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Keeping Them Firmly Out: From Show and Tell to Parents’ Weekend

by Fiona Farrell

[originally published 11/15/19]


What happens in the kindergarten classroom stays in the kindergarten classroom.

This was five-year-old me’s favorite maxim. Why? Because it kept my parents on a short leash. And boy, was I convinced they needed one.

I would wake up and tell myself I don’t need my and my fellow ragamuffins’ every move being scrutinized by big scanning Adult Eyes! I am in kindergarten to be free, and to relish in my freedom!

For the most part, I got what I wanted. Kindergarten was like Lord of the Flies.

But there was always one day a year when, unfortunately, my parents’ leash grew dramatically in length. This was the dreaded day of Show and Tell. For some stupid and bogus reason, parents were invited to this estranged ceremony.

When the fated day came around, there, as always, was my faithful old mother, fitted into a chair that was much too small for her. I’d try not to make eye contact with her and just focus on my pet rock, Addison. But, of course, who was my mother not to indulge in some (quite unnecessary) rock-inquiry? S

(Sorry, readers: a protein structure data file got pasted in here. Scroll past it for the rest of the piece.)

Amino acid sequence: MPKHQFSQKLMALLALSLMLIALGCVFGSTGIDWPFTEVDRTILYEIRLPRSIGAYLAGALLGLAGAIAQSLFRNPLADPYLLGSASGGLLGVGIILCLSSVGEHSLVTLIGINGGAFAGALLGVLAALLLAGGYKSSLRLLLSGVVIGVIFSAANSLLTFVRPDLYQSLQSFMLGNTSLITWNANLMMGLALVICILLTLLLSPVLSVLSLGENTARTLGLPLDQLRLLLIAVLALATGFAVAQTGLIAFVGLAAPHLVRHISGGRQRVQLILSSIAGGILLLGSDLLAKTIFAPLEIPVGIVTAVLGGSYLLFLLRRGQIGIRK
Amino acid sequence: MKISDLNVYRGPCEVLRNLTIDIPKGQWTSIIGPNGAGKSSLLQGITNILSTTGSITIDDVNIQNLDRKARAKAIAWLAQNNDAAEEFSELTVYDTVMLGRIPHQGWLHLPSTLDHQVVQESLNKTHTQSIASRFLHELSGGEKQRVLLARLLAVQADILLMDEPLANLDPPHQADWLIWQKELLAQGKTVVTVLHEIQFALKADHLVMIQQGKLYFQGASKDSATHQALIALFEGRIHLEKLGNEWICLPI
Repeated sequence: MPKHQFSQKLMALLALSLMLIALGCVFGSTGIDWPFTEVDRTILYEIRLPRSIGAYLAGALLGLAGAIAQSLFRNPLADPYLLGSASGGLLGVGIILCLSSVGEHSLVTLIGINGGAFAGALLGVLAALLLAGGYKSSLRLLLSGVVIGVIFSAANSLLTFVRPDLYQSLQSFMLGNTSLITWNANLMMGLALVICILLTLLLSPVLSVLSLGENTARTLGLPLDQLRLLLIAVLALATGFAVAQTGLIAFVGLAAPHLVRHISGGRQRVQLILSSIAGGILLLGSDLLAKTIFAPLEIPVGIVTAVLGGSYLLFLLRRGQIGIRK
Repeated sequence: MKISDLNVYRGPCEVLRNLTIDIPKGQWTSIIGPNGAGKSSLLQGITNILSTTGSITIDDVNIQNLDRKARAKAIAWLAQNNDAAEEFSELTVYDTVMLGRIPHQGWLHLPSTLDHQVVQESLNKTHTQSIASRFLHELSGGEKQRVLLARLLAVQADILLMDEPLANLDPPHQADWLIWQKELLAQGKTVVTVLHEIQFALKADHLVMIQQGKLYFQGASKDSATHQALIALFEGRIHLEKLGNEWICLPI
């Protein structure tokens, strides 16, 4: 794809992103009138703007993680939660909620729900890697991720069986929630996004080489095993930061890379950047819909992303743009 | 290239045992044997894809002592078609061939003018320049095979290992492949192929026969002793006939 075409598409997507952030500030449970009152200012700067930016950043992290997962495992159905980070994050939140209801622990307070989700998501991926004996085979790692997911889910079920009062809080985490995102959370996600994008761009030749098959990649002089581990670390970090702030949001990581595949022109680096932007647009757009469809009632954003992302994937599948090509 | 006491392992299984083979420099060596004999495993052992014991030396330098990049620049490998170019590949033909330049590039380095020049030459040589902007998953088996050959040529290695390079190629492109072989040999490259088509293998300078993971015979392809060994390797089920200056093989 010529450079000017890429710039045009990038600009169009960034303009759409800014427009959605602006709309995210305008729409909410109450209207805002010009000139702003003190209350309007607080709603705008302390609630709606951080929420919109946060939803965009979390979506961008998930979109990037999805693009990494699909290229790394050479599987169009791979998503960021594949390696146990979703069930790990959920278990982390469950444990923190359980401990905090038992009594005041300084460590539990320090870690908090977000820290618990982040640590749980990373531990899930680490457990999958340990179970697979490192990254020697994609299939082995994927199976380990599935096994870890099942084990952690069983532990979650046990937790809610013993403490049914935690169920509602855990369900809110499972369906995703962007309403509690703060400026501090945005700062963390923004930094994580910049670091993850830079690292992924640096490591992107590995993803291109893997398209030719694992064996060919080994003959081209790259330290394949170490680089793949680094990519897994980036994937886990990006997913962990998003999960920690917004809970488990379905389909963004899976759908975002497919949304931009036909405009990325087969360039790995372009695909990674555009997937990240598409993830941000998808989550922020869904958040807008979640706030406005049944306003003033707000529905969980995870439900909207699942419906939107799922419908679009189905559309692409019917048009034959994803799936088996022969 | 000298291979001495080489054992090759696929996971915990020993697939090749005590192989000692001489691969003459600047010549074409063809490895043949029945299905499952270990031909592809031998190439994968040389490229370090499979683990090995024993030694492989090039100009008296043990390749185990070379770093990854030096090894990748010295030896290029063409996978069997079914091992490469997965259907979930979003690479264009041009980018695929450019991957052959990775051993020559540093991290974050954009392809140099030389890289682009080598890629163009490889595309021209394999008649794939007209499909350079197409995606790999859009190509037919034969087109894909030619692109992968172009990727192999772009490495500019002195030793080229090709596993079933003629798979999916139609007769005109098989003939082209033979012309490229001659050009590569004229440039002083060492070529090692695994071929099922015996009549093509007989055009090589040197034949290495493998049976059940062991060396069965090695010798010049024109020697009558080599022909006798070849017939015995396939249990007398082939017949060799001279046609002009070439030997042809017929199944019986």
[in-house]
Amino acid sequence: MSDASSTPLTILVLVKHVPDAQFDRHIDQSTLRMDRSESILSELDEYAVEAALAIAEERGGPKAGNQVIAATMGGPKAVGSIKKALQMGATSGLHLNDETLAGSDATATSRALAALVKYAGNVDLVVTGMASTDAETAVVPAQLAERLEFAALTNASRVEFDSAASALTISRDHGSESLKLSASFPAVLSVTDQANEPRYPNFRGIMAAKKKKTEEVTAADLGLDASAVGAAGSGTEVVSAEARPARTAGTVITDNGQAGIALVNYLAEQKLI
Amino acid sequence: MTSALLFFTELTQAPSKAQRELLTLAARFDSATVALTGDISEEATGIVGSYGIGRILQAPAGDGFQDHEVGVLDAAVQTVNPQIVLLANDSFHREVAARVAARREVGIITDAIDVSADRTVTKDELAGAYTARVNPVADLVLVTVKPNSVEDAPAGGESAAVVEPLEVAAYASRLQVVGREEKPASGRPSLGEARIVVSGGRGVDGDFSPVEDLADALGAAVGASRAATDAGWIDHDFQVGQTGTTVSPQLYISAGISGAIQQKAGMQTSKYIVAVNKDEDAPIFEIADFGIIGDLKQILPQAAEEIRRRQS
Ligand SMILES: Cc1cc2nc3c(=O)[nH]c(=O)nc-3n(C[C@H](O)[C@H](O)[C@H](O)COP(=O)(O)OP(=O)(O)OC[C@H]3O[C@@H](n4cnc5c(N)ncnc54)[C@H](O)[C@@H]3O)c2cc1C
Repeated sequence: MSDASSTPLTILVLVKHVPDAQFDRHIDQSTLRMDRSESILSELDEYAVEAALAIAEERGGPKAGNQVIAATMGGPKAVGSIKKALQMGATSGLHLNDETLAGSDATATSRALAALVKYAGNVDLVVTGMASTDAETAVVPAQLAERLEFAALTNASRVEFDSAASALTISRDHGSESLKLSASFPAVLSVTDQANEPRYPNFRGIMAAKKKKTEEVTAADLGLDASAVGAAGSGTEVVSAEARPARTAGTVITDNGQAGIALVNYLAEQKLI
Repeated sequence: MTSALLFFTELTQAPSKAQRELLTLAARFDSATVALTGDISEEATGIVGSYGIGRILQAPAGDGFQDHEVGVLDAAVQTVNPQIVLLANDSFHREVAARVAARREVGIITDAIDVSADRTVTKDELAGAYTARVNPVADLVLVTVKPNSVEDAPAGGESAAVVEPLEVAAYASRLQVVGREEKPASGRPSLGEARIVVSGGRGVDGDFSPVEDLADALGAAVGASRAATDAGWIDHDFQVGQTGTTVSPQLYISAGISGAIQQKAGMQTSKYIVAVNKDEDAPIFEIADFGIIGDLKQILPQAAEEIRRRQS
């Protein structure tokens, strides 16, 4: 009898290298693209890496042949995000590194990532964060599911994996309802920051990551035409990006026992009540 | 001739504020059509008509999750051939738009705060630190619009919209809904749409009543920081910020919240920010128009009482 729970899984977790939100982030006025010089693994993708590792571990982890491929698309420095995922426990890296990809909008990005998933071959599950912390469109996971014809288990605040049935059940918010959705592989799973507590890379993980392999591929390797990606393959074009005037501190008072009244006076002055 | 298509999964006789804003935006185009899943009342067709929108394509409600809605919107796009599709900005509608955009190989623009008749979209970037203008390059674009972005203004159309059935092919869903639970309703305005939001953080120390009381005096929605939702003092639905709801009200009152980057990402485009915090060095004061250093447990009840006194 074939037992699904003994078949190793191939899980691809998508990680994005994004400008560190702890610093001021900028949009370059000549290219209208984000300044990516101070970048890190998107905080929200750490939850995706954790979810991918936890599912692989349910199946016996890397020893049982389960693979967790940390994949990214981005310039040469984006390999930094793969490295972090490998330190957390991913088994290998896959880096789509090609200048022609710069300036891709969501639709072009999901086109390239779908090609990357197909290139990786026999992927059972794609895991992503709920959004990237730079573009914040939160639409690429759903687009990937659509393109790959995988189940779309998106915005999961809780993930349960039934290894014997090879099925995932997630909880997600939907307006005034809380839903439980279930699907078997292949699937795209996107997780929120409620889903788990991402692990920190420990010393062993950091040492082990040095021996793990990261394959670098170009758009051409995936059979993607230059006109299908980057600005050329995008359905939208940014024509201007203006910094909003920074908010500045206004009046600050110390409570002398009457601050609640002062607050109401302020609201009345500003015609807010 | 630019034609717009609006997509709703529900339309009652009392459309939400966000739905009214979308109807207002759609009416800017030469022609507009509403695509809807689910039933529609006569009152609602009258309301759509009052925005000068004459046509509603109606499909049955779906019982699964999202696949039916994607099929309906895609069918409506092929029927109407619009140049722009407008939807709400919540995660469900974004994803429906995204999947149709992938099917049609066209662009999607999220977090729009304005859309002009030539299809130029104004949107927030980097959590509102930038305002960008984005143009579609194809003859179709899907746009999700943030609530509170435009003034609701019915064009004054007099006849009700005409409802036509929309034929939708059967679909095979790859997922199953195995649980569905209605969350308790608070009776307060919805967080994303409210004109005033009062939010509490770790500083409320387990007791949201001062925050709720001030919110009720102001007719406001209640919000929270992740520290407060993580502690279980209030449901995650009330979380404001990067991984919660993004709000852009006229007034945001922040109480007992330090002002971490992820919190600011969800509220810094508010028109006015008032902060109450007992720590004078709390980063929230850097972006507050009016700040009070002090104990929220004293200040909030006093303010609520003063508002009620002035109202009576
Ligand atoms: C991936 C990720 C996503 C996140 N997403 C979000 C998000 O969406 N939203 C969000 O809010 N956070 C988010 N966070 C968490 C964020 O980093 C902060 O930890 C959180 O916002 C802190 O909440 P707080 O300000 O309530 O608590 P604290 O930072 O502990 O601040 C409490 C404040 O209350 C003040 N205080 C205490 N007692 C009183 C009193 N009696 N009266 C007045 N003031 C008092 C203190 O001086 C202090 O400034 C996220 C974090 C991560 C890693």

he asks me, in a very patronizing way, what Addison eats. Come again? Addison is a rock. She doesn’t eat. I wanted to grab her by the shoulders and scream Do you know anything about rocks? Do you know anything about how the world works?

But I kept my cool.

Eventually, after my presentation of Addison, my mother departed. I was left in my natural habitat again, where my routine for living would go uninterrupted by the infringement of Outsiders. Except, something didn’t feel quite right. Man, why was there a little tempest in my stomach? Who was I to know.

Maybe college isn’t quite like kindergarten. And maybe Parents’ Weekend isn’t quite like the fated day of Show and Tell. I’m in Ohio now, I’m no longer five years old, and Addison is no longer with me. Tisk tisk.